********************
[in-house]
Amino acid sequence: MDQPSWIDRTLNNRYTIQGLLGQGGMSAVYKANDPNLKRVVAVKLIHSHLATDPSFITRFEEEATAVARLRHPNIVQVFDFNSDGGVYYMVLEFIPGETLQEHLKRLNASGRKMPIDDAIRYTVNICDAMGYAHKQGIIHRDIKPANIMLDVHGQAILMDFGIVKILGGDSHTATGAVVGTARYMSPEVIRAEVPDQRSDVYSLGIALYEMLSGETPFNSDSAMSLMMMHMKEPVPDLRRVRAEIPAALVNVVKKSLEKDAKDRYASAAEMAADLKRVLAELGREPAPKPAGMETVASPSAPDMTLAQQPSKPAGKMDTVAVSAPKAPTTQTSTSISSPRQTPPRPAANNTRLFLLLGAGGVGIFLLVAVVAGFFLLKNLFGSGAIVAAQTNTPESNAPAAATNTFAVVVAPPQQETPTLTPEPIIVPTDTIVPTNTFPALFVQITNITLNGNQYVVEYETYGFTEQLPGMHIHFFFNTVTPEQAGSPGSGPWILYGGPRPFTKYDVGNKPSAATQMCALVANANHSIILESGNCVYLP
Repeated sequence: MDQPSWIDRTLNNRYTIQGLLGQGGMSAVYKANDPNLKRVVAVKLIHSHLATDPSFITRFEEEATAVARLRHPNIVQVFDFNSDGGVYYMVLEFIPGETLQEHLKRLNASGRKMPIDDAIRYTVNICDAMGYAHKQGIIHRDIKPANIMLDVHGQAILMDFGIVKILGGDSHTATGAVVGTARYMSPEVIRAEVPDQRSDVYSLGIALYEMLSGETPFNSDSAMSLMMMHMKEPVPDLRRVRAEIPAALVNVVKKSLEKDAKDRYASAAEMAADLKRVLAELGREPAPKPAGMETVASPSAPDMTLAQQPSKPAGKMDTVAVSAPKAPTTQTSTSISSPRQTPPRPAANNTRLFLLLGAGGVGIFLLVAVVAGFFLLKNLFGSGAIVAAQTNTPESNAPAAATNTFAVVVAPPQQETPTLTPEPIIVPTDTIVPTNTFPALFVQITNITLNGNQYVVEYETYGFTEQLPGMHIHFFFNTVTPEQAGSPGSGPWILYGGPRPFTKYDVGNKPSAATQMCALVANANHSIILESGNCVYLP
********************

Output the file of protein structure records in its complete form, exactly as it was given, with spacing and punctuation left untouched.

[in-house]
Amino acid sequence: MDQPSWIDRTLNNRYTIQGLLGQGGMSAVYKANDPNLKRVVAVKLIHSHLATDPSFITRFEEEATAVARLRHPNIVQVFDFNSDGGVYYMVLEFIPGETLQEHLKRLNASGRKMPIDDAIRYTVNICDAMGYAHKQGIIHRDIKPANIMLDVHGQAILMDFGIVKILGGDSHTATGAVVGTARYMSPEVIRAEVPDQRSDVYSLGIALYEMLSGETPFNSDSAMSLMMMHMKEPVPDLRRVRAEIPAALVNVVKKSLEKDAKDRYASAAEMAADLKRVLAELGREPAPKPAGMETVASPSAPDMTLAQQPSKPAGKMDTVAVSAPKAPTTQTSTSISSPRQTPPRPAANNTRLFLLLGAGGVGIFLLVAVVAGFFLLKNLFGSGAIVAAQTNTPESNAPAAATNTFAVVVAPPQQETPTLTPEPIIVPTDTIVPTNTFPALFVQITNITLNGNQYVVEYETYGFTEQLPGMHIHFFFNTVTPEQAGSPGSGPWILYGGPRPFTKYDVGNKPSAATQMCALVANANHSIILESGNCVYLP
Repeated sequence: MDQPSWIDRTLNNRYTIQGLLGQGGMSAVYKANDPNLKRVVAVKLIHSHLATDPSFITRFEEEATAVARLRHPNIVQVFDFNSDGGVYYMVLEFIPGETLQEHLKRLNASGRKMPIDDAIRYTVNICDAMGYAHKQGIIHRDIKPANIMLDVHGQAILMDFGIVKILGGDSHTATGAVVGTARYMSPEVIRAEVPDQRSDVYSLGIALYEMLSGETPFNSDSAMSLMMMHMKEPVPDLRRVRAEIPAALVNVVKKSLEKDAKDRYASAAEMAADLKRVLAELGREPAPKPAGMETVASPSAPDMTLAQQPSKPAGKMDTVAVSAPKAPTTQTSTSISSPRQTPPRPAANNTRLFLLLGAGGVGIFLLVAVVAGFFLLKNLFGSGAIVAAQTNTPESNAPAAATNTFAVVVAPPQQETPTLTPEPIIVPTDTIVPTNTFPALFVQITNITLNGNQYVVEYETYGFTEQLPGMHIHFFFNTVTPEQAGSPGSGPWILYGGPRPFTKYDVGNKPSAATQMCALVANANHSIILESGNCVYLP